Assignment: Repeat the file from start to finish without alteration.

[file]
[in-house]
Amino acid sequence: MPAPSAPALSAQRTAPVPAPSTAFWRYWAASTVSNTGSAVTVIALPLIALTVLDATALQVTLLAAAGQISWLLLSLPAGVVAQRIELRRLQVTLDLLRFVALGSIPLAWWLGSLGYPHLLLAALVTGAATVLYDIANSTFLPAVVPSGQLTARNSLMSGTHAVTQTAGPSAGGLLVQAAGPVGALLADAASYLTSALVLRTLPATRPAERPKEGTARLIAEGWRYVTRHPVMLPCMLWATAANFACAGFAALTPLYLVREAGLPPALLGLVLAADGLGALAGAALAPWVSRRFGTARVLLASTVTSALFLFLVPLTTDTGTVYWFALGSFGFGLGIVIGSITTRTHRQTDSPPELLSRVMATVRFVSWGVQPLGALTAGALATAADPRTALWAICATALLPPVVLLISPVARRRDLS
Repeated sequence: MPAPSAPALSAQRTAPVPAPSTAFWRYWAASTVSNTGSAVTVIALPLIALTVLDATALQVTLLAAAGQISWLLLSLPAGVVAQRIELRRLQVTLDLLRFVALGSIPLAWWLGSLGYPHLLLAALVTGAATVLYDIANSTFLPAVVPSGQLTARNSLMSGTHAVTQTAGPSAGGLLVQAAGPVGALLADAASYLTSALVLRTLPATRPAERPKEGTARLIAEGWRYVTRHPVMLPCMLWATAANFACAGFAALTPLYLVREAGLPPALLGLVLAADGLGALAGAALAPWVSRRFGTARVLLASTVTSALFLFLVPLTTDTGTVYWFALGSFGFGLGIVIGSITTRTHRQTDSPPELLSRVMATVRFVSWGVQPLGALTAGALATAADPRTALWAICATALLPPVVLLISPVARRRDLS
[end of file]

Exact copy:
[in-house]
Amino acid sequence: MPAPSAPALSAQRTAPVPAPSTAFWRYWAASTVSNTGSAVTVIALPLIALTVLDATALQVTLLAAAGQISWLLLSLPAGVVAQRIELRRLQVTLDLLRFVALGSIPLAWWLGSLGYPHLLLAALVTGAATVLYDIANSTFLPAVVPSGQLTARNSLMSGTHAVTQTAGPSAGGLLVQAAGPVGALLADAASYLTSALVLRTLPATRPAERPKEGTARLIAEGWRYVTRHPVMLPCMLWATAANFACAGFAALTPLYLVREAGLPPALLGLVLAADGLGALAGAALAPWVSRRFGTARVLLASTVTSALFLFLVPLTTDTGTVYWFALGSFGFGLGIVIGSITTRTHRQTDSPPELLSRVMATVRFVSWGVQPLGALTAGALATAADPRTALWAICATALLPPVVLLISPVARRRDLS
Repeated sequence: MPAPSAPALSAQRTAPVPAPSTAFWRYWAASTVSNTGSAVTVIALPLIALTVLDATALQVTLLAAAGQISWLLLSLPAGVVAQRIELRRLQVTLDLLRFVALGSIPLAWWLGSLGYPHLLLAALVTGAATVLYDIANSTFLPAVVPSGQLTARNSLMSGTHAVTQTAGPSAGGLLVQAAGPVGALLADAASYLTSALVLRTLPATRPAERPKEGTARLIAEGWRYVTRHPVMLPCMLWATAANFACAGFAALTPLYLVREAGLPPALLGLVLAADGLGALAGAALAPWVSRRFGTARVLLASTVTSALFLFLVPLTTDTGTVYWFALGSFGFGLGIVIGSITTRTHRQTDSPPELLSRVMATVRFVSWGVQPLGALTAGALATAADPRTALWAICATALLPPVVLLISPVARRRDLS